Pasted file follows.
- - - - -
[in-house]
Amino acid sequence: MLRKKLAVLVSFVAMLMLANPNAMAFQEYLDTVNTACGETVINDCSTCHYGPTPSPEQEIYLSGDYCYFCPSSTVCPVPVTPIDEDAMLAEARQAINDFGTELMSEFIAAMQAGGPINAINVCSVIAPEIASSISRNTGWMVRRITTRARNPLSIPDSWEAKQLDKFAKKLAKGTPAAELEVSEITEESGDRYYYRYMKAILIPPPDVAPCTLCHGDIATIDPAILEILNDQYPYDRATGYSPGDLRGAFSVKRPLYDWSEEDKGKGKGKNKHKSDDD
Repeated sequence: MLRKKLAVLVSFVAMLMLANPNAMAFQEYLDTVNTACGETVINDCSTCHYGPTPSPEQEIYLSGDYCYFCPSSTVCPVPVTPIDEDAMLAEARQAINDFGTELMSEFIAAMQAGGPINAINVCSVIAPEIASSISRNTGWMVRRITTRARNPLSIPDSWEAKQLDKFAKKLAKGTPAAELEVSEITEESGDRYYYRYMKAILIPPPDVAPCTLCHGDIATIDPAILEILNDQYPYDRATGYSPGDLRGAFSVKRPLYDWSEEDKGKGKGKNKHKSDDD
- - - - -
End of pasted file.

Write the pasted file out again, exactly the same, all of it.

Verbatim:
[in-house]
Amino acid sequence: MLRKKLAVLVSFVAMLMLANPNAMAFQEYLDTVNTACGETVINDCSTCHYGPTPSPEQEIYLSGDYCYFCPSSTVCPVPVTPIDEDAMLAEARQAINDFGTELMSEFIAAMQAGGPINAINVCSVIAPEIASSISRNTGWMVRRITTRARNPLSIPDSWEAKQLDKFAKKLAKGTPAAELEVSEITEESGDRYYYRYMKAILIPPPDVAPCTLCHGDIATIDPAILEILNDQYPYDRATGYSPGDLRGAFSVKRPLYDWSEEDKGKGKGKNKHKSDDD
Repeated sequence: MLRKKLAVLVSFVAMLMLANPNAMAFQEYLDTVNTACGETVINDCSTCHYGPTPSPEQEIYLSGDYCYFCPSSTVCPVPVTPIDEDAMLAEARQAINDFGTELMSEFIAAMQAGGPINAINVCSVIAPEIASSISRNTGWMVRRITTRARNPLSIPDSWEAKQLDKFAKKLAKGTPAAELEVSEITEESGDRYYYRYMKAILIPPPDVAPCTLCHGDIATIDPAILEILNDQYPYDRATGYSPGDLRGAFSVKRPLYDWSEEDKGKGKGKNKHKSDDD